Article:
– After extracting the files from the Dell MEM .zip file, there will be another .zip file within the list of extracted files. This is the VIB package containing the Multipathing Extension Module that will need to be installed on the host. Upload this file via Update Manager. Under the ADMIN view of Update Manager, go to PATCH REPOSITORY, and select IMPORT PATCHES. Select the .zip file and import it into the repository:
Now that you have the MEM Extension imported into the Patch Repository, you can now create an Extension Baseline and attach to the host(s):
Now that the Extension Baseline is built we need to attach it to the hosts and run a SCAN operation against the Baseline. This will allow us to REMEDIATE and install the Extension. Now, I want to point out one thing here. There isn’t a reboot after installing this Extension and it IS needed which I will get to later.
Now that the remediation is done, you should manually reboot your ESXi host. This will alleviate is issues later when we run the script and setup our iSCSI configuration per Dell EqualLogic best practice.
Let’s move on to the script. Earlier in this post, I showed you the files after the extraction of the Dell MEM download. In that folder is a file named setup.pl. You can copy this file anywhere you’d like on your PC that we will be running the script from. If you’re using the vMA, you can copy this to a directory in the vMA appliance.
After you have configured your iSCSI switch fabric, and determined what vmnic’s will be used for iSCSI as well as IP Addresses for the iSCSI vmk’s, we can run the script against your host(s).
Open up vSphere CLI. I like to go to the directory i’m running the script from because it’s less that you would need to type like putting the path for the script in first before you even get to the configuration.
There is a document within the extracted folder that outlines the script and the options if you want further detail.
To run the script:
setup.pl –sever=x.x.x.x –username=root –password=xxxx –configure –ips=x.x.x.x,x.x.x.x,x.x.x.x,x.x.x.x –nics=vmnicx,vmnicx,vmnicx,vmnicx –mtu=9000 –enableswiscsi –nohwiscsi –groupip=x.x.x.x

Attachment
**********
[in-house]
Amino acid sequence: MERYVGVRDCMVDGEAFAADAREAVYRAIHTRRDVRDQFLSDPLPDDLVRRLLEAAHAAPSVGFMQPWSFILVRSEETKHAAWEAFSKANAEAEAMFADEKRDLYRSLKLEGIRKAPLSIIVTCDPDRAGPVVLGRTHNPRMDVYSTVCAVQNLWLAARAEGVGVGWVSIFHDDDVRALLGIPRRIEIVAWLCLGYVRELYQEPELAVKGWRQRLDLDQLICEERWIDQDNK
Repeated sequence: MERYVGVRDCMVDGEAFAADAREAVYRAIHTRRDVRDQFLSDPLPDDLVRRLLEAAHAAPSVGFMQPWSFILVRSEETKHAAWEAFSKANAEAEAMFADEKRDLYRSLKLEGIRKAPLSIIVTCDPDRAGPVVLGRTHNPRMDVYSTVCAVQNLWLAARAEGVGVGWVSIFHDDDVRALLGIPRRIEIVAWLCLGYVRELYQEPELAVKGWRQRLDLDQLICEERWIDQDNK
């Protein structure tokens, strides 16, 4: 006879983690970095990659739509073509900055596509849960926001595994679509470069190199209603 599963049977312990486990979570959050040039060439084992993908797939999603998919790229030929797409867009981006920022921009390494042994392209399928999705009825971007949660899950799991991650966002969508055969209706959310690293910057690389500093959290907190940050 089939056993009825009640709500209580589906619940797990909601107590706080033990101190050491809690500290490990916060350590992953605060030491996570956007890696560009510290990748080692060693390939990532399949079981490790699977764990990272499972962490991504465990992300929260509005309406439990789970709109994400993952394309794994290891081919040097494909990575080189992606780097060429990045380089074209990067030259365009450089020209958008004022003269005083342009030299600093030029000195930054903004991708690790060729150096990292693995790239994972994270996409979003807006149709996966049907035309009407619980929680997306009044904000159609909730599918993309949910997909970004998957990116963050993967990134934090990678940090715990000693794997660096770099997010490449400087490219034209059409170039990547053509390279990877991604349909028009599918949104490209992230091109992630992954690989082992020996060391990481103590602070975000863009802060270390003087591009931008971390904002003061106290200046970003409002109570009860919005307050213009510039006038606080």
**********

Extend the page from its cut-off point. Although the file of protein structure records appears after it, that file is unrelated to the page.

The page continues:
Let me explain all the x’s so you know what to input in those fields:
–server=IP OF HOST
–ips=IP’s of iSCSI vmk’s
–nics=iSCSI vmnics identified prior to this exercise
–groupip=IP of your EqualLogic Group (VIP for iSCSI connections)
After I run this on my test environment I get this output:
Here, you can see exactly what is happening when the script is running. It’s not only configuring your hosts for iSCSI but also EqualLogic recommended settings when using EqualLogic with vSphere. This saves a ton of time going from host to host to configure all of this. Here are the settings via the vSphere Client UI: (Note that the script example may not reflect the actual screenshots for the exact host, I just wanted to show the end state of a host for iSCSI configuration after the script was ran)
Creation of the vSwitch and vmk’s:
Here you can see the proper Network Teaming with the NO Failback option:
Configuration of the Software iSCSI Adapater:
Advanced option settings per EqualLogic recommendations with vSphere:
Let’s run a query to validate the SATP and PSP for your Volumes:
There ya have it! Setting up iSCSI with the EqualLogic script and vSphere CLI. Comments and questions welcome.